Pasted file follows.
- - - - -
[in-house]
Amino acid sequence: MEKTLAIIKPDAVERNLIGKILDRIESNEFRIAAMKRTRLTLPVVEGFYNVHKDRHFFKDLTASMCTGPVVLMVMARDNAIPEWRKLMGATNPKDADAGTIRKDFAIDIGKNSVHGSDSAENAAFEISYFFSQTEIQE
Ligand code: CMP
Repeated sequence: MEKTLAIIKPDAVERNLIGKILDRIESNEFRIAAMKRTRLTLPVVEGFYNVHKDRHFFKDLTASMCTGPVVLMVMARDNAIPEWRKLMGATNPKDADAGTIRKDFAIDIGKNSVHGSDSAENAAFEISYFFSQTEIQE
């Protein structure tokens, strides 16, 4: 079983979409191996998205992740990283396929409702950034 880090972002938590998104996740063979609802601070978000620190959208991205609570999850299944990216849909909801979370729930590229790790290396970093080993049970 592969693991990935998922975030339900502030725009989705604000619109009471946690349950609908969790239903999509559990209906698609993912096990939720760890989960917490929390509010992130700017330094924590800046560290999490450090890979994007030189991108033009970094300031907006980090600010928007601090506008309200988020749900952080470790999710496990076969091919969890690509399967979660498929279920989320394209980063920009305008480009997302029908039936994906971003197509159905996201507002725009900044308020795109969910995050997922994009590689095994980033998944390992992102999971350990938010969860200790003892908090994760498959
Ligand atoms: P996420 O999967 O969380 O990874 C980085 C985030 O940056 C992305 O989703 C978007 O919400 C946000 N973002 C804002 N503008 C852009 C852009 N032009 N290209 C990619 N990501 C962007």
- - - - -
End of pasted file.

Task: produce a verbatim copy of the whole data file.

[in-house]
Amino acid sequence: MEKTLAIIKPDAVERNLIGKILDRIESNEFRIAAMKRTRLTLPVVEGFYNVHKDRHFFKDLTASMCTGPVVLMVMARDNAIPEWRKLMGATNPKDADAGTIRKDFAIDIGKNSVHGSDSAENAAFEISYFFSQTEIQE
Ligand code: CMP
Repeated sequence: MEKTLAIIKPDAVERNLIGKILDRIESNEFRIAAMKRTRLTLPVVEGFYNVHKDRHFFKDLTASMCTGPVVLMVMARDNAIPEWRKLMGATNPKDADAGTIRKDFAIDIGKNSVHGSDSAENAAFEISYFFSQTEIQE
């Protein structure tokens, strides 16, 4: 079983979409191996998205992740990283396929409702950034 880090972002938590998104996740063979609802601070978000620190959208991205609570999850299944990216849909909801979370729930590229790790290396970093080993049970 592969693991990935998922975030339900502030725009989705604000619109009471946690349950609908969790239903999509559990209906698609993912096990939720760890989960917490929390509010992130700017330094924590800046560290999490450090890979994007030189991108033009970094300031907006980090600010928007601090506008309200988020749900952080470790999710496990076969091919969890690509399967979660498929279920989320394209980063920009305008480009997302029908039936994906971003197509159905996201507002725009900044308020795109969910995050997922994009590689095994980033998944390992992102999971350990938010969860200790003892908090994760498959
Ligand atoms: P996420 O999967 O969380 O990874 C980085 C985030 O940056 C992305 O989703 C978007 O919400 C946000 N973002 C804002 N503008 C852009 C852009 N032009 N290209 C990619 N990501 C962007």